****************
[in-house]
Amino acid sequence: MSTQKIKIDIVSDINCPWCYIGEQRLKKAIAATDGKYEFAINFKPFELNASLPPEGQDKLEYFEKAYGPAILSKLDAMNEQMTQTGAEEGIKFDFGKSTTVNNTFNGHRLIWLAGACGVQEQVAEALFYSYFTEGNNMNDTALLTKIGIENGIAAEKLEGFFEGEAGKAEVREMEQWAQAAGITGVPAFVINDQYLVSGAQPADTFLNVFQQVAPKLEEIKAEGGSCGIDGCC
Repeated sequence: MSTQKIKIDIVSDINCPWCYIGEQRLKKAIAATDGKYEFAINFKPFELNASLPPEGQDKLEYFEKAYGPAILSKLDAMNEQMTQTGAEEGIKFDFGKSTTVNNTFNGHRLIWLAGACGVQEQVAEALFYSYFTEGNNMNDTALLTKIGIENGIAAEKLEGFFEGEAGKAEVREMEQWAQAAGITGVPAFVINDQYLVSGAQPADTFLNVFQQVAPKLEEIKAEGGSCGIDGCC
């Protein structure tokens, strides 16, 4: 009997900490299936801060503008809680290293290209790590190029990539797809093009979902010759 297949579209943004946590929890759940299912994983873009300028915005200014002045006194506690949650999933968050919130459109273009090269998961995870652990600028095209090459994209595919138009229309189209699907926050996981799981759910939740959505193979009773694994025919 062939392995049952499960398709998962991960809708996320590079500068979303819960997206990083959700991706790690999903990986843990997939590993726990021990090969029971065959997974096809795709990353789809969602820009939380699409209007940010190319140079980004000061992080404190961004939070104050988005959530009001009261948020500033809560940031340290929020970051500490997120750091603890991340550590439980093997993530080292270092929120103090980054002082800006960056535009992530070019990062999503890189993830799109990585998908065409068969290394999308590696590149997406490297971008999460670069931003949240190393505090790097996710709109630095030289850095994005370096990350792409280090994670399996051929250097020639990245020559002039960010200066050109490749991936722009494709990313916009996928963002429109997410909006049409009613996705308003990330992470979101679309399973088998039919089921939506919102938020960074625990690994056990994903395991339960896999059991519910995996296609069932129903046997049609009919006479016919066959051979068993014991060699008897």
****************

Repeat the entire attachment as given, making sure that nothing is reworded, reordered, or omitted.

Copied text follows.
[in-house]
Amino acid sequence: MSTQKIKIDIVSDINCPWCYIGEQRLKKAIAATDGKYEFAINFKPFELNASLPPEGQDKLEYFEKAYGPAILSKLDAMNEQMTQTGAEEGIKFDFGKSTTVNNTFNGHRLIWLAGACGVQEQVAEALFYSYFTEGNNMNDTALLTKIGIENGIAAEKLEGFFEGEAGKAEVREMEQWAQAAGITGVPAFVINDQYLVSGAQPADTFLNVFQQVAPKLEEIKAEGGSCGIDGCC
Repeated sequence: MSTQKIKIDIVSDINCPWCYIGEQRLKKAIAATDGKYEFAINFKPFELNASLPPEGQDKLEYFEKAYGPAILSKLDAMNEQMTQTGAEEGIKFDFGKSTTVNNTFNGHRLIWLAGACGVQEQVAEALFYSYFTEGNNMNDTALLTKIGIENGIAAEKLEGFFEGEAGKAEVREMEQWAQAAGITGVPAFVINDQYLVSGAQPADTFLNVFQQVAPKLEEIKAEGGSCGIDGCC
């Protein structure tokens, strides 16, 4: 009997900490299936801060503008809680290293290209790590190029990539797809093009979902010759 297949579209943004946590929890759940299912994983873009300028915005200014002045006194506690949650999933968050919130459109273009090269998961995870652990600028095209090459994209595919138009229309189209699907926050996981799981759910939740959505193979009773694994025919 062939392995049952499960398709998962991960809708996320590079500068979303819960997206990083959700991706790690999903990986843990997939590993726990021990090969029971065959997974096809795709990353789809969602820009939380699409209007940010190319140079980004000061992080404190961004939070104050988005959530009001009261948020500033809560940031340290929020970051500490997120750091603890991340550590439980093997993530080292270092929120103090980054002082800006960056535009992530070019990062999503890189993830799109990585998908065409068969290394999308590696590149997406490297971008999460670069931003949240190393505090790097996710709109630095030289850095994005370096990350792409280090994670399996051929250097020639990245020559002039960010200066050109490749991936722009494709990313916009996928963002429109997410909006049409009613996705308003990330992470979101679309399973088998039919089921939506919102938020960074625990690994056990994903395991339960896999059991519910995996296609069932129903046997049609009919006479016919066959051979068993014991060699008897």